- 400 Merchandise 450 • Under $1000 Campbell Hausfeld large paint sprayer with 40 foot spray hose, with 32” spray boom. $200. Phone 815-878-5851 ************ HAVE SOMETHING TO SELL? Put your ad in for FREE Items $1,000 or less can run FREE for 1 time. Limit of 5 lines. Up to 3 items with price and price totaling under $1,000. 1 ad per household per week. No commercial ads, firearms or animal sales. E-mail information to: classified@ bcrnews.com (include your name, address & phone number) No Phone Calls!

YOU NEVER KNOW WHAT YOU MIGHT FIND right here in the Bureau County Republican Classified! You could find furniture, appliances, pets, musical instruments, tools, anything. You might even find a kitchen sink!

460 • Garage Sales LAKE THUNDERBIRD 2 miles North of Putnam & 2 miles West of Rt. 29. Friday, Saturday, May 23, 24; 8am–4:30pm. ANNUAL GARAGE & BAKE SALE. Maps, Bake Sale & additional garage sales at the club house PRINCETON 1124 South Church Street. Thursday, Friday, Saturday, May 22, 23, 24; 8am -? Name brand boy's clothing, newborn clothing – 10/12, household items. Too many items to list! MULTI-FAMILY SALE! TISKILWA 740 West Brewster. Thursday, Friday, May 22, 23; 8am4pm. Men's clothing 2XL & king size. Lots of books, knickknacks, picture frames, shop vac. Coffee/ end/kitchen tables. Fishing poles, camouflage clothes. Misc. items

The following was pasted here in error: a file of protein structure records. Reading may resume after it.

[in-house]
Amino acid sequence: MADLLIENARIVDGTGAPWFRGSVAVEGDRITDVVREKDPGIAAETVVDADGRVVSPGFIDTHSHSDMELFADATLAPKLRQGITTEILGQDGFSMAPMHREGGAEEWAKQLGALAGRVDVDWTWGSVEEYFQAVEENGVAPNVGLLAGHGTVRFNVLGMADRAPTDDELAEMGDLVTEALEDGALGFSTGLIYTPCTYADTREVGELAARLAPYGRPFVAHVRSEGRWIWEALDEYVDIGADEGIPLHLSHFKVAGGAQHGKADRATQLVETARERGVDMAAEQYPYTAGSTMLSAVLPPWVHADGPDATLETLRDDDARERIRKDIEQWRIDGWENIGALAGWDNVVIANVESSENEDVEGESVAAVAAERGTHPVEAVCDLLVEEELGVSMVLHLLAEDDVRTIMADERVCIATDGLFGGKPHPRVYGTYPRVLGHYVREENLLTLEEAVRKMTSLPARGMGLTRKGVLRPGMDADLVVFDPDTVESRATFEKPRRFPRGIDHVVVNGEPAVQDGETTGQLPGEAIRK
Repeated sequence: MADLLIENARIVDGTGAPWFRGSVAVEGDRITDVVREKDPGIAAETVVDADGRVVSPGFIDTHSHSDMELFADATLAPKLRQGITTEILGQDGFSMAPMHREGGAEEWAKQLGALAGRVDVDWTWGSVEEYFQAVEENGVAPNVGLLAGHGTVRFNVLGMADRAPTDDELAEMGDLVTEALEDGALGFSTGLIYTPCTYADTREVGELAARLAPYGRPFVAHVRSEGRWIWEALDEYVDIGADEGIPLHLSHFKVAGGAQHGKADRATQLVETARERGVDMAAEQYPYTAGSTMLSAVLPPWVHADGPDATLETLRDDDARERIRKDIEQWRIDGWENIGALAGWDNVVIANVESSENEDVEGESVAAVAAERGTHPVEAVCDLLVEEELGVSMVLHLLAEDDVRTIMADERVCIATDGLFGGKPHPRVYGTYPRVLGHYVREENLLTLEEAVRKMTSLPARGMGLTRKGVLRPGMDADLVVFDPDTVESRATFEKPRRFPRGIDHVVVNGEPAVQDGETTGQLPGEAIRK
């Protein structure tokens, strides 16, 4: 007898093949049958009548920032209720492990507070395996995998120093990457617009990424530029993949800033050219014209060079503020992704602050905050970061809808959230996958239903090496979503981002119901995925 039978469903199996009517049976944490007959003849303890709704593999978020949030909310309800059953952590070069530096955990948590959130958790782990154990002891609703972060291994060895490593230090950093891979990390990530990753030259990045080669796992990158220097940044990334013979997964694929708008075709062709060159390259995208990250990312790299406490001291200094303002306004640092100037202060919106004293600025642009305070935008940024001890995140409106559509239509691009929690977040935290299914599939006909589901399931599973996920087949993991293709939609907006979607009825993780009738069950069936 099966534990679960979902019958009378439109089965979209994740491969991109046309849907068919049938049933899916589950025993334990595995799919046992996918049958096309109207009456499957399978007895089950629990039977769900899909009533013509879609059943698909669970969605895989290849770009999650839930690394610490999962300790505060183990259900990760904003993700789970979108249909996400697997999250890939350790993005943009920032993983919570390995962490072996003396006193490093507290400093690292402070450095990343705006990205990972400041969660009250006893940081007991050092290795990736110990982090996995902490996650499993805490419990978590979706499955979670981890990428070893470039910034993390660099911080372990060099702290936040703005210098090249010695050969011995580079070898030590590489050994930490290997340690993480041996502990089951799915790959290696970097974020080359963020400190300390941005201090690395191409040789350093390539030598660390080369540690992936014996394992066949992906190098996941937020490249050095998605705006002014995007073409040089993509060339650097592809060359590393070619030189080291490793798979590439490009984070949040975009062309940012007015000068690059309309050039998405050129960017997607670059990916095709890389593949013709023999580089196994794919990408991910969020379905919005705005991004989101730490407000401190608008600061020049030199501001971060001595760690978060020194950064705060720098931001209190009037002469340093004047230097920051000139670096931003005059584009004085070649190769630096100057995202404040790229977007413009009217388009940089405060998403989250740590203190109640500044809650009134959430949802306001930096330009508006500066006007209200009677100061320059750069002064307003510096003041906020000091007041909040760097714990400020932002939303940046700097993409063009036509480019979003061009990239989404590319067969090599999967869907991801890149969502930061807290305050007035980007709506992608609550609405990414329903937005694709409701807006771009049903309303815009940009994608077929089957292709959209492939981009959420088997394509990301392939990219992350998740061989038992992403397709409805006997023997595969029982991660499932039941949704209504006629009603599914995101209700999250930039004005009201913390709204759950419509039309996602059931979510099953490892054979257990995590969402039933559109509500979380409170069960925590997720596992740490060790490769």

999 • Legal Notices NOTICE OF PUBLIC HEARING NOTICE IS HEREBY GIVEN that a Tentative Budget and Appropriation Ordinance for the DEER PARK TOWNSHIP ROAD DISTRICT,

ate (waterproof) shoes. The hike is approximately 4.5 miles round trip. Lunch includes a choice of turkey, ham or peanut butter and jelly sandwich, a bag of chips, homemade granola bar, a piece of fruit and a bottle of water. Participants should bring extra water in hot weather. Advanced reservations are required. Space is limited.

MENDOTA — The very popular Crafters Market Place and Flea Market will again be featured Aug. 9 and 10 during Mendota’s annual Sweet Corn Festival. Artists, craftsmen and flea market dealers from around the Midwest are expected to fill the more than 200 spaces at this year’s event. Reserved